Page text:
If you are a fitness enthusiast and use a sports watch with a built-in wrist based optical heart rate monitor, you will likely have experienced a lot of inaccuracies. Depending on the sport and the level of rigorousness that inaccuracy can vary from a small amount to being completely useless.
Wrist-based options are still great for casual tracking, I can’t be bothered setting up a chest strap every time I use the cross trainer in the gym, but for runs or long bike rides it is a statistic I would like to track more reliably.
There are a lot of options out there, and with smart Bluetooth devices, they work across platforms. There are platform specific options, and they can sometimes offer some nice advantages, but for this article, I will just cover Bluetooth cross-platform options.
If you want to improve your accuracies here are some of the options available to you today:
Traditionally these have been chest-based devices, but recently there has been a trend towards upper arm optical and a couple of other interesting options.
This is the cheapest option on Amazon and a bargain at £22.99, I bought one last year, and it worked fine for a while. I used it daily, and eventually, it started to either not track my heart, or became very unreliable.
To be fair over the years, I have used this, Wahoo and Polar, all of which started to fail at some point. When I have a working device, I will wear it daily during exercise, and I am a very very heavy sweater when working out, so I think I break devices more than a normal person.
With 98 reviews at 3.9 stars, this is one of the better-reviewed models on Amazon.
This is probably one of the best options on the market regarding cost/performance. I had one for a year before it started to become unreliable, again I break these things easily. When it worked, it worked well; it was accurate and easy to pair.
I think £40 is a decent price point; once you get into the £60 range, I think it is quite a large investment that I would need to consider seriously.
Reviews are some of the best out of all the options too, 354 reviews with a 3.9 rating.
Wahoo do other TICKR chest options including the TICKR X, which has a built-in memory, it is priced at £64.99 but only has a 3.5-star rating so I would opt for the cheaper model myself.
I bought this back in 2013, so it has been out a long time if I remember correctly it was one of the only Bluetooth options available at the time. As with the other 2 options, it did die on me after a while.
It has better reviews than the Wahoo with 833 and a total rating of 4.1. However, it costs £54.15, so it is quite a bit more expensive, and that’s why I would choose the Wahoo over this.
A new wave of heart rate monitors is coming to the market that uses upper arm based optical tracking. Its basically the same as the wrist-based option but the large surface area, lack of movement, and less hair means a much more reliable reading. These sit somewhere between chest and wrist-based in terms of reliability and convenience.
Reviews are a little mixed at the moment, and this is often the case for early adopter the Polar has 20 reviews with an average of 3.7. It costs £62.40, so it is 50% more expensive than the Wahoo TICKR but much more convenient to use.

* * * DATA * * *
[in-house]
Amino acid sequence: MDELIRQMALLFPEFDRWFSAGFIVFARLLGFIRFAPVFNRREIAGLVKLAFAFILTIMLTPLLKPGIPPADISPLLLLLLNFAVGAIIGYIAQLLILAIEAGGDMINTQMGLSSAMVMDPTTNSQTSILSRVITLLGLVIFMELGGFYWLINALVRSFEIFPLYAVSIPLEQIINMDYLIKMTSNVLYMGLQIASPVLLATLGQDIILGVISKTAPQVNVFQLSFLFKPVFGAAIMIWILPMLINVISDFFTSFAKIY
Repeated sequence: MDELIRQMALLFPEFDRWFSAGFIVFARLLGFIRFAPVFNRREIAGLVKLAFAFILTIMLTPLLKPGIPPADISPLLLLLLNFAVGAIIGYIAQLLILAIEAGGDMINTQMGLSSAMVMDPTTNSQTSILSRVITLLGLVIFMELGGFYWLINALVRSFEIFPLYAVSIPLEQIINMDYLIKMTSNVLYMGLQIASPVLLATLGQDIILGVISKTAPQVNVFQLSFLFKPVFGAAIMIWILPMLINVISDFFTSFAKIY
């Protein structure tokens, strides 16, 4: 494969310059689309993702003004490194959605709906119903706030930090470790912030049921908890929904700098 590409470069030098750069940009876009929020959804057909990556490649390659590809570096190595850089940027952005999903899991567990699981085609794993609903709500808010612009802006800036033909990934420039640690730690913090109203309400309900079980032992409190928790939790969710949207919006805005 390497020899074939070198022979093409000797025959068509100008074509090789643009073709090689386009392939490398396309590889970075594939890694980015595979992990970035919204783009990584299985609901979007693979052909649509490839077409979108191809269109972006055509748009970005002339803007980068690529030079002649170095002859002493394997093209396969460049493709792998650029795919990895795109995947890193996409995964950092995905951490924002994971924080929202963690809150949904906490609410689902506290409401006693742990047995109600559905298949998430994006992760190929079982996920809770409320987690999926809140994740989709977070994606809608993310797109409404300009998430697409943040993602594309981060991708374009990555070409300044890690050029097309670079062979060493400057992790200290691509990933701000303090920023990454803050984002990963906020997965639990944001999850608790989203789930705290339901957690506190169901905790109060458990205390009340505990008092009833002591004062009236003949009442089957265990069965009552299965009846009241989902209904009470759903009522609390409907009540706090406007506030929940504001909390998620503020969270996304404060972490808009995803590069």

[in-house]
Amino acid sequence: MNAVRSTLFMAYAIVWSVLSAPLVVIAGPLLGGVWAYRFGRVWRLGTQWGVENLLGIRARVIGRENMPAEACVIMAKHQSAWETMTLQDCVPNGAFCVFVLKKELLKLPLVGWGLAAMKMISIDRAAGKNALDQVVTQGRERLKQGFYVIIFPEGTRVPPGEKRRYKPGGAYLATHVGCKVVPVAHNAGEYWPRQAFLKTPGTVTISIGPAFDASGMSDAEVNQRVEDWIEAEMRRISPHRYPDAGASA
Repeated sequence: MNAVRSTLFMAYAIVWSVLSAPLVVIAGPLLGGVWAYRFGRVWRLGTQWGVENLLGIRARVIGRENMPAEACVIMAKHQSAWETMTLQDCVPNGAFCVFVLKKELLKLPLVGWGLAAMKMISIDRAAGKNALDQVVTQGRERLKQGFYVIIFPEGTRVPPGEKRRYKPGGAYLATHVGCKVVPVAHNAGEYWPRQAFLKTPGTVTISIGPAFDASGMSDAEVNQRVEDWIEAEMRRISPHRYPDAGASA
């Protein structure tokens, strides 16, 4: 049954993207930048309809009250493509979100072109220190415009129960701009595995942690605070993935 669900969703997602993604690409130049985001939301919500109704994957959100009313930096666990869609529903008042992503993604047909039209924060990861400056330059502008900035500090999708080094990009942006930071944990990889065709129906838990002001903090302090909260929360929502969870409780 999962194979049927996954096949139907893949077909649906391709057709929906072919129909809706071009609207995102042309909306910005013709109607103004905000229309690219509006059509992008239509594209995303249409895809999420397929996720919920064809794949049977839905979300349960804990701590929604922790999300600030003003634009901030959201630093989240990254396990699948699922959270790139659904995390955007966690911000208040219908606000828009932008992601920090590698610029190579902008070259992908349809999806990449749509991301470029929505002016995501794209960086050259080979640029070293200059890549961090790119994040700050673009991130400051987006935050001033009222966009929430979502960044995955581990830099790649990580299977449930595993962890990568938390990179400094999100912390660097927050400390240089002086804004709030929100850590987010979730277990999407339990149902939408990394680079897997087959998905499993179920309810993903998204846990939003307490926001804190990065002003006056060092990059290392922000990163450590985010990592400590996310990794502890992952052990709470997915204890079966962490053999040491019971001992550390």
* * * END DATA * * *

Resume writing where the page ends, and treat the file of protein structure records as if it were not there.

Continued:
It also has a built-in memory with 150h of training time recording so that you can sync your data at another time.
It only has a 12-hour battery life, this is fine for most people, but it is maybe pushing it for some endurance events.
In my case, I would hope it is less likely to die. I am hoping to get a review unit soon so we will see.
An alternative to the Polar Oh1, this is priced about the same and has Bluetooth and ANT+ which improves compatibility over just Bluetooth on the Polar. There is no onboard memory, but the battery is claimed to last 35 hours.
This only has a 3.3 out of 10 reviews on Amazon, so I would be tempted to go with the Polar.
One of the first optical armbands on the market, the Scosche is well reviewed with 35 reviews totalling 3.9-stars. However, it is priced at £83.99 and not sold directly by Amazon, nor is it in stock at the moment.
A no-brand version of the Wahoo and Polar armbands, but priced at a bargain £35. Only one 5-star review at the moment, but due to the pricing I have just bought one myself, and I will be reviewing it soon.
A different spin on HRM the Moov HR tracks your heart rate via wearing a sweatband. Similar to the armband options, this is designed to reduce the inaccuracies of wrist-based tracking as the sweatband won’t move around as much
With 180 reviews at 3.5, the opinion appears to be mixed, but this seems to cover multiple products. It is priced around £95 and sold by a third party on Amazon, so I would probably go with one of the other options.
This is a unique and expensive option, and I love the headphones as for listening to music when working out. They will also pick up your heart rate using a pulse point in your ear, and I have mixed feelings towards this function. If you get a good fit and don’t touch them while training you will get a reliable and accurate result. However, I have found that it is quite easy to lose the heart rate connection, just touching the right earpiece will disconnect the tracking for a few seconds. When tracking is lost, Bose will tell you, and if you are mid-run and keep losing connection, it can become very annoying.
If you are already considering an expensive pair of Bluetooth earphones, then the Bose SoundSport Pulse is a worthy consideration.
There are plenty of options out there my personal recommendations would be:
- Wahoo TICKR Chest Based – I think this offers the best balance of cost and performance
- POLAR Sensor Oh1 – Improved convenience makes this an appealing choice.
- Smart Cardio Bluetooth – for £23 you can’t really complain, if you buy from Amazon there are easy returns if you have problems with it, Amazon will also look after any warranty issues